//Remove listeners from the buttons
yes.onClick.RemoveAllListeners();
no.onClick.RemoveAllListeners();
ok.onClick.RemoveAllListeners();
cancel.onClick.RemoveAllListeners();

We will activate the Yes button only if we have “Yes Callback”, the “Yes” Action in our case. If we do, we want to register it and enable the button and disable it if we don’t. Also, we want to check if we have any messages left after we click on the button.

if (msg.yes != null)
{
    yes.gameObject.SetActive(true);
    yes.onClick.AddListener(msg.yes);
    yes.onClick.AddListener(CheckMessages);
}
else
{
    yes.gameObject.SetActive(false);
}

Do exactly the same thing for no and cancel buttons. The OK button will be slightly different. We want to enable it if we either have a callback for OK or if none of the other buttons were set.

//If other buttons are disabled, we probably want the OK button to be enabled
if (!cancel.gameObject.activeSelf && !no.gameObject.activeSelf && !yes.gameObject.activeSelf)
{
    ok.gameObject.SetActive(true);
    ok.onClick.AddListener(CheckMessages);
    if (msg.ok != null)
        ok.onClick.AddListener(msg.ok);
}
else if (msg.ok != null)
{
    ok.gameObject.SetActive(true);
    ok.onClick.AddListener(msg.ok);
    ok.onClick.AddListener(CheckMessages);
}
else
{
    ok.gameObject.SetActive(false);
}

Finally, we need a function to actually register the new messages. In fact, we will have two of them. One will get a Message as an argument and the other will get only the variables of the Message, construct an instance of the class and pass it as an argument to the first function.

public void Register(string msg, UnityAction okAction = null, UnityAction yesAction = null, UnityAction noAction = null, UnityAction cancelAction = null, Sprite img = null)
{
    Register(new Message(msg, okAction, yesAction, noAction, cancelAction, img));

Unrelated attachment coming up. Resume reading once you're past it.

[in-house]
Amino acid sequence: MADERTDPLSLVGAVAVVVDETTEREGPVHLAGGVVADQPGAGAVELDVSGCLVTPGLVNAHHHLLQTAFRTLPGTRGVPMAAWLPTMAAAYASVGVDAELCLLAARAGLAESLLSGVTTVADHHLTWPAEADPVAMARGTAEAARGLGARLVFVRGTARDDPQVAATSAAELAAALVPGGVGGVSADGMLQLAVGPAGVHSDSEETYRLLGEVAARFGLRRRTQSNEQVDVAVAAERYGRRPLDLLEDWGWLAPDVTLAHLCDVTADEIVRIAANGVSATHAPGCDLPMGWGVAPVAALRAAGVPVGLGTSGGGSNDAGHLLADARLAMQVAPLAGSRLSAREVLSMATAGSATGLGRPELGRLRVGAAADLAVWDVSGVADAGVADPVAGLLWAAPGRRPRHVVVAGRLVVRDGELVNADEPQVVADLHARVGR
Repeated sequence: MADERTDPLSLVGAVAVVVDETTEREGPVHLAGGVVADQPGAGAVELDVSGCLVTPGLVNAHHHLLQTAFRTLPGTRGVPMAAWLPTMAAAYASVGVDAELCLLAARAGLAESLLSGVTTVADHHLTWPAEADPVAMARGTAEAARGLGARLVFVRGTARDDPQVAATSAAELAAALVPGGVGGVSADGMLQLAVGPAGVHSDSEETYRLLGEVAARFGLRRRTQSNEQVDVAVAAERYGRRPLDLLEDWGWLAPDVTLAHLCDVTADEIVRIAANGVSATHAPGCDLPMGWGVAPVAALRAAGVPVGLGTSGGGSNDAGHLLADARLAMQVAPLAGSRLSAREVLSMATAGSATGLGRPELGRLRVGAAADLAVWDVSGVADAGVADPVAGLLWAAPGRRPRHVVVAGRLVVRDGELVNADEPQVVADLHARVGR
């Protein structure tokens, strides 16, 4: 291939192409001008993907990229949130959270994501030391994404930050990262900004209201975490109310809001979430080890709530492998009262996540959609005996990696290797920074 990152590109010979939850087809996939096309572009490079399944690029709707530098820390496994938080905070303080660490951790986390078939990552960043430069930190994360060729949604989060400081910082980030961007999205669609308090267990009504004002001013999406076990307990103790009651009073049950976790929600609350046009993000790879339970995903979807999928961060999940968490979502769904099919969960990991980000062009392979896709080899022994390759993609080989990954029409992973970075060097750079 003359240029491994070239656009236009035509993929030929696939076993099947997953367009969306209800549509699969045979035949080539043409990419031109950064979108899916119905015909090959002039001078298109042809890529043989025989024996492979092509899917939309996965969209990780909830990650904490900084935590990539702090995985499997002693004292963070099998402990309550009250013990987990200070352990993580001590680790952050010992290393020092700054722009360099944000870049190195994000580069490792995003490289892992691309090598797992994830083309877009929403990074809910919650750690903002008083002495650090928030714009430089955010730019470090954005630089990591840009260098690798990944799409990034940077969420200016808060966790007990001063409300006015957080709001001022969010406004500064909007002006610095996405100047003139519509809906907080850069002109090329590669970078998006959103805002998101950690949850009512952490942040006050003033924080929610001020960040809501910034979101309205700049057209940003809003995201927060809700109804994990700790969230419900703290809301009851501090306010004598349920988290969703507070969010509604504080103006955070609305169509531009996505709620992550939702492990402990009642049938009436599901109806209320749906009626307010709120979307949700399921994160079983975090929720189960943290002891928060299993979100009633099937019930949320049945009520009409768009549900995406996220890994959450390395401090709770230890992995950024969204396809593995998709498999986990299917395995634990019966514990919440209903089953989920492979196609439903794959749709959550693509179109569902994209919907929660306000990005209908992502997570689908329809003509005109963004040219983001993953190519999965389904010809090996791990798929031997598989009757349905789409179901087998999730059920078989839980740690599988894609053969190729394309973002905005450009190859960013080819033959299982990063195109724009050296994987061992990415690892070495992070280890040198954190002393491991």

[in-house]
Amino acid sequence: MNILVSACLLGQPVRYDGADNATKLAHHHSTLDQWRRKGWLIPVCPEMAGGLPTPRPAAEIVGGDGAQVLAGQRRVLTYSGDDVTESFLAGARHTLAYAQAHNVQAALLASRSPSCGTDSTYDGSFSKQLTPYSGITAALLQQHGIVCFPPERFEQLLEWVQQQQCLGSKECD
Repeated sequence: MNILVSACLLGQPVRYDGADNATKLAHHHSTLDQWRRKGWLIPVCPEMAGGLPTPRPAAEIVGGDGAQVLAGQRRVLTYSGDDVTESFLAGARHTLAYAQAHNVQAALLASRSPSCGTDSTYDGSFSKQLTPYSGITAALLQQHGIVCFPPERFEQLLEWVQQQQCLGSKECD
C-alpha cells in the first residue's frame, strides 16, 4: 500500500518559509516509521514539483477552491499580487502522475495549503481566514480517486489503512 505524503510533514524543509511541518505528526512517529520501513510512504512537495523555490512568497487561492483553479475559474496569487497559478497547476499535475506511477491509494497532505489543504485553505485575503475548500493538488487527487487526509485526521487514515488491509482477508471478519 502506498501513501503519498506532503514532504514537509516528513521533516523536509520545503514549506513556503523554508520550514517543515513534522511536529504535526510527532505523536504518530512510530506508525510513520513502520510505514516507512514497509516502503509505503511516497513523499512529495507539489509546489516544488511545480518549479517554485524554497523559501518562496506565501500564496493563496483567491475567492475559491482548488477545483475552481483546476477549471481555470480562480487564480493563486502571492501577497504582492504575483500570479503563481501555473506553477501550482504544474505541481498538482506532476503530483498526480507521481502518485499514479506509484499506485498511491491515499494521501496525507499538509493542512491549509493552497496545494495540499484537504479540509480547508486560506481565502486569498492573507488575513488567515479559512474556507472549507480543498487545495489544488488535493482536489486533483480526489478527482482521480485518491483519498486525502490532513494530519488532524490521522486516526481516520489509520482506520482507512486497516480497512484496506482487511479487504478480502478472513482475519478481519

}

public void Register(Message msg)
{
    messages.Enqueue(msg);
    if (!gameObject.activeSelf)
    {
        gameObject.SetActive(true);
        CheckMessages();
    }
}

And we are done! Now, whenever we want the window to pop up all we have to do is to call a Register() function with appropriate arguments. Notice that most of them are optional. Only the message itself is mandatory (for obvious reasons).

For the sake of consistency, I’ve added a PopUp variable to the UIManager and a function to register a message. You can find the example in the Assets/Test/Scenes/TestUI scene of the ExtraTools project.

public void PopUpMessage(string msg, UnityAction ok = null, UnityAction yes = null, UnityAction no = null, UnityAction cancel = null, Sprite img = null)
{
    popUp.Register(msg, ok, yes, no, cancel, img);
}

Keep in mind though, passing an argument to functions like this creates copies of them in memory. While an integer here a float there won’t be a problem, strings and images can cause issues. So make sure you don’t call such functions too frequently or consider passing arguments by reference.

Check out the PopUp script on the Github. Also, check the rest of the ExtraTools project on Github. Let me know if you have any suggestions for the PopUp window, the rest of the ExtraTools project, or for a future blog post.